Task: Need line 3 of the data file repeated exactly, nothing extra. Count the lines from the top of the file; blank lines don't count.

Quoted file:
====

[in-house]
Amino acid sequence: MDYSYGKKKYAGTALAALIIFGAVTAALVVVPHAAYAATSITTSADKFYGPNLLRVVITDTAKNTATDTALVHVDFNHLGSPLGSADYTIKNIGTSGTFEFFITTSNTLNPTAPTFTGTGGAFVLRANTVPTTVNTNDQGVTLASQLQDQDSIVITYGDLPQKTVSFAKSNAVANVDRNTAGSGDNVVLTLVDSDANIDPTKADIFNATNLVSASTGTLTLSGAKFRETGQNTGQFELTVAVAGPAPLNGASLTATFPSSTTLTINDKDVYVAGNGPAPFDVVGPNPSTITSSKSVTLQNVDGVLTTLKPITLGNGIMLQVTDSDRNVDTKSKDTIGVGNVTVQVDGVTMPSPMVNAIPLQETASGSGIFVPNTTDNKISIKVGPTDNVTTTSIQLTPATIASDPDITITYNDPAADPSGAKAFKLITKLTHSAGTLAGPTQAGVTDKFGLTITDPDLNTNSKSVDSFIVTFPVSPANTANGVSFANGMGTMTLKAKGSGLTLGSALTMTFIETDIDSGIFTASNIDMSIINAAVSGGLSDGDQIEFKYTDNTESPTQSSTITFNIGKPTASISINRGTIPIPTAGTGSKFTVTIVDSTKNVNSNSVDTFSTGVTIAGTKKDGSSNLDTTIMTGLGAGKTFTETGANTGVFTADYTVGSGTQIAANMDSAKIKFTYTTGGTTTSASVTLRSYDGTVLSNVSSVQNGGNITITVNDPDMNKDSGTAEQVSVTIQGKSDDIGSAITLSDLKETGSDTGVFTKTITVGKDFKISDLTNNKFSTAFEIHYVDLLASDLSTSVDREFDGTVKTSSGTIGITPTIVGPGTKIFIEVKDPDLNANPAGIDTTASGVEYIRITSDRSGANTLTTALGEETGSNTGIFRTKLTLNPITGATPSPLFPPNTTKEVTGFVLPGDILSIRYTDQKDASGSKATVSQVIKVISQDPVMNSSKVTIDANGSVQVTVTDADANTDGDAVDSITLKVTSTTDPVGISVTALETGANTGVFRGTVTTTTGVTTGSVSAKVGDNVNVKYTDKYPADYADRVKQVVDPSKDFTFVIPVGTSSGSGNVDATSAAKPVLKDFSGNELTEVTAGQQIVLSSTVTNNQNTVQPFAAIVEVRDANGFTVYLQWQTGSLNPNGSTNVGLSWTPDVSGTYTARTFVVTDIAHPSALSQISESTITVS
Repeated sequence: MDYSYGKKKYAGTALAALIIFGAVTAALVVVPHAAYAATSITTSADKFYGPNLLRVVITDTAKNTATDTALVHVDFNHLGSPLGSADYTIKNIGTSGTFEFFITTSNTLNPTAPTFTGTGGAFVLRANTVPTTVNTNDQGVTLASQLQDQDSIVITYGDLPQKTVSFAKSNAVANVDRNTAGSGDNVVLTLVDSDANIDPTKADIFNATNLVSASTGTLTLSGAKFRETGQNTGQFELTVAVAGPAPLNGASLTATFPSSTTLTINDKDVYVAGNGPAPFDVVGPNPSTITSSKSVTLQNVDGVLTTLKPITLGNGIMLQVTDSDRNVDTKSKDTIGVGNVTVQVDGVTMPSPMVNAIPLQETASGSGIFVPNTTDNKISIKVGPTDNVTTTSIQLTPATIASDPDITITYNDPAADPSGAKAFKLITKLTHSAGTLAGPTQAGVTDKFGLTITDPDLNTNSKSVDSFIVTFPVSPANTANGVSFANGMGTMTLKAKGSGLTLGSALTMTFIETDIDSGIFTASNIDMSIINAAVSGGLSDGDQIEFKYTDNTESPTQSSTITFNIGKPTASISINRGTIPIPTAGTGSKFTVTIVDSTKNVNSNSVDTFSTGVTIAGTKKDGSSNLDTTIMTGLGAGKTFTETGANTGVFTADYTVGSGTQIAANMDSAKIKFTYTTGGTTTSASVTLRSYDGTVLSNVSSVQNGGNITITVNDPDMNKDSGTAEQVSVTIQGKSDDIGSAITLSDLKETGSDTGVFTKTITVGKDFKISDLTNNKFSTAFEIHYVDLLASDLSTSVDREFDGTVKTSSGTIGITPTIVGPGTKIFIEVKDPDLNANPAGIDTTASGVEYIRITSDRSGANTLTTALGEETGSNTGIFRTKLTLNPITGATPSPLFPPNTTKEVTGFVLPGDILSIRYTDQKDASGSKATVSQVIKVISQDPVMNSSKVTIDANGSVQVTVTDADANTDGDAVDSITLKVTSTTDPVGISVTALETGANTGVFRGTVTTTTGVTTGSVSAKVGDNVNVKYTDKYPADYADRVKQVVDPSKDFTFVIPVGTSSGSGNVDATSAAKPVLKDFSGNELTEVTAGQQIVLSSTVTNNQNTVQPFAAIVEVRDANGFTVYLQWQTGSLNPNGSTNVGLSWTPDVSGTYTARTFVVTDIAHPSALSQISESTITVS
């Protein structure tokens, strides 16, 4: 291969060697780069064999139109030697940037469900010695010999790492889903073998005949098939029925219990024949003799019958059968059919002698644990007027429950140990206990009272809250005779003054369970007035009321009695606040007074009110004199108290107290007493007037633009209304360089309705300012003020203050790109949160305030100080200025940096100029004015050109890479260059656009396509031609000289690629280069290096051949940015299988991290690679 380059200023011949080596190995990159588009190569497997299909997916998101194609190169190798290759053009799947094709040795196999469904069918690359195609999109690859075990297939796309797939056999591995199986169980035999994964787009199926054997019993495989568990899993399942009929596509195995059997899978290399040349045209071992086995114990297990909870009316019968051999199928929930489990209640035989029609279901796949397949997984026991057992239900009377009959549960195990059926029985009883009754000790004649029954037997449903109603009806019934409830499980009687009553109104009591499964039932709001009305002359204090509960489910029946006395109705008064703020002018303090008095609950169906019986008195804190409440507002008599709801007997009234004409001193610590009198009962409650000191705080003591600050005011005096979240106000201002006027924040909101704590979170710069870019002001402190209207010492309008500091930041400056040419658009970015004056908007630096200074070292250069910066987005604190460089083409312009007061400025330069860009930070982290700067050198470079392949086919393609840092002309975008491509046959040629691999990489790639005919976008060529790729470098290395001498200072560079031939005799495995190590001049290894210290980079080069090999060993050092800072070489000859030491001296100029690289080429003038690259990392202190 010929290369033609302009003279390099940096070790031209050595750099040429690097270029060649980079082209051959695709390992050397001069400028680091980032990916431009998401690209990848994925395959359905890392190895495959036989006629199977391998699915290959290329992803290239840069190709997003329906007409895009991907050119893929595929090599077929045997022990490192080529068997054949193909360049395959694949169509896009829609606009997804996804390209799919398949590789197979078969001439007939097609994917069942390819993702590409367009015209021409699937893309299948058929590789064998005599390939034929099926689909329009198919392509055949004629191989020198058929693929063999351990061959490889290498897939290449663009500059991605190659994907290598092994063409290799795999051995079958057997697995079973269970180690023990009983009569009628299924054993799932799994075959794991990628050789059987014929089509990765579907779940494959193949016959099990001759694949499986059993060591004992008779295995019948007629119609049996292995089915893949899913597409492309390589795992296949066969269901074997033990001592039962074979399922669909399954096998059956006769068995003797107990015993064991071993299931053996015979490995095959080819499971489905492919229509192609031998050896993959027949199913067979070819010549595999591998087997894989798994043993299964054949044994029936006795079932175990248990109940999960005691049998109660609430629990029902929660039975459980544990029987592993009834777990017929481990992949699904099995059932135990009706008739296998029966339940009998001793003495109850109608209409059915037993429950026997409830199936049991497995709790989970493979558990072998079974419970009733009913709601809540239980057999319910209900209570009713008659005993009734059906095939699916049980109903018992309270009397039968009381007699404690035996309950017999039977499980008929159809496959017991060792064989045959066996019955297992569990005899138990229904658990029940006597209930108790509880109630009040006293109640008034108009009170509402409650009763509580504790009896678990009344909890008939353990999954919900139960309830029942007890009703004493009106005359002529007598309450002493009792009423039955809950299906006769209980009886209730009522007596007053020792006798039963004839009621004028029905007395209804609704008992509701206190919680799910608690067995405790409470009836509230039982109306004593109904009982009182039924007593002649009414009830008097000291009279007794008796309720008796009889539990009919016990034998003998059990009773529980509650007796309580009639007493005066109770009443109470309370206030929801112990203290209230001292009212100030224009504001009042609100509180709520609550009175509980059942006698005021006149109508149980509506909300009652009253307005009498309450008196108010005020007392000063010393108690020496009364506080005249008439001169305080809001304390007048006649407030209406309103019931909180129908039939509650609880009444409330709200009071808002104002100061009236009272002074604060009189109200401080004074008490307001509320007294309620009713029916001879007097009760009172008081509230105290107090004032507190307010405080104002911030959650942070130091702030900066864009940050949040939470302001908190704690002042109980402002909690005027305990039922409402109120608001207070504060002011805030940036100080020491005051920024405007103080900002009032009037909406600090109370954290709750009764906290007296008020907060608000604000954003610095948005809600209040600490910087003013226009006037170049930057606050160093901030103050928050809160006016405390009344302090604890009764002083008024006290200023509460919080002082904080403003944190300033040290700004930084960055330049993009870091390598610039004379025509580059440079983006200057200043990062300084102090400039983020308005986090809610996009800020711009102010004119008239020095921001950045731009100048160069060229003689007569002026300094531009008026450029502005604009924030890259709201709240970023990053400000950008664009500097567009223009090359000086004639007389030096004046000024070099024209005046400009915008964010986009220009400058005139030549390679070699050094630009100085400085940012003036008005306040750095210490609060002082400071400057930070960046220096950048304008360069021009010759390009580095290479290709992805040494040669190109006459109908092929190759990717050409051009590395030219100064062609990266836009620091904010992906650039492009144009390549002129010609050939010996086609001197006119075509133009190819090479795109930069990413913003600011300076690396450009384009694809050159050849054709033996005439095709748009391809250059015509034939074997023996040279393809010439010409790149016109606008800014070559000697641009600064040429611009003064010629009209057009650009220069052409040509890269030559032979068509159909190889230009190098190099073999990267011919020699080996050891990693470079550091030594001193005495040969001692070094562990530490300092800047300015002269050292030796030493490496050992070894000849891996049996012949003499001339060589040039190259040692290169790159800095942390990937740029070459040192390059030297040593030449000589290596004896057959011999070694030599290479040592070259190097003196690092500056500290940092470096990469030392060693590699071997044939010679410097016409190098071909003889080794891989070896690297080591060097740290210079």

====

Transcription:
Repeated sequence: MDYSYGKKKYAGTALAALIIFGAVTAALVVVPHAAYAATSITTSADKFYGPNLLRVVITDTAKNTATDTALVHVDFNHLGSPLGSADYTIKNIGTSGTFEFFITTSNTLNPTAPTFTGTGGAFVLRANTVPTTVNTNDQGVTLASQLQDQDSIVITYGDLPQKTVSFAKSNAVANVDRNTAGSGDNVVLTLVDSDANIDPTKADIFNATNLVSASTGTLTLSGAKFRETGQNTGQFELTVAVAGPAPLNGASLTATFPSSTTLTINDKDVYVAGNGPAPFDVVGPNPSTITSSKSVTLQNVDGVLTTLKPITLGNGIMLQVTDSDRNVDTKSKDTIGVGNVTVQVDGVTMPSPMVNAIPLQETASGSGIFVPNTTDNKISIKVGPTDNVTTTSIQLTPATIASDPDITITYNDPAADPSGAKAFKLITKLTHSAGTLAGPTQAGVTDKFGLTITDPDLNTNSKSVDSFIVTFPVSPANTANGVSFANGMGTMTLKAKGSGLTLGSALTMTFIETDIDSGIFTASNIDMSIINAAVSGGLSDGDQIEFKYTDNTESPTQSSTITFNIGKPTASISINRGTIPIPTAGTGSKFTVTIVDSTKNVNSNSVDTFSTGVTIAGTKKDGSSNLDTTIMTGLGAGKTFTETGANTGVFTADYTVGSGTQIAANMDSAKIKFTYTTGGTTTSASVTLRSYDGTVLSNVSSVQNGGNITITVNDPDMNKDSGTAEQVSVTIQGKSDDIGSAITLSDLKETGSDTGVFTKTITVGKDFKISDLTNNKFSTAFEIHYVDLLASDLSTSVDREFDGTVKTSSGTIGITPTIVGPGTKIFIEVKDPDLNANPAGIDTTASGVEYIRITSDRSGANTLTTALGEETGSNTGIFRTKLTLNPITGATPSPLFPPNTTKEVTGFVLPGDILSIRYTDQKDASGSKATVSQVIKVISQDPVMNSSKVTIDANGSVQVTVTDADANTDGDAVDSITLKVTSTTDPVGISVTALETGANTGVFRGTVTTTTGVTTGSVSAKVGDNVNVKYTDKYPADYADRVKQVVDPSKDFTFVIPVGTSSGSGNVDATSAAKPVLKDFSGNELTEVTAGQQIVLSSTVTNNQNTVQPFAAIVEVRDANGFTVYLQWQTGSLNPNGSTNVGLSWTPDVSGTYTARTFVVTDIAHPSALSQISESTITVS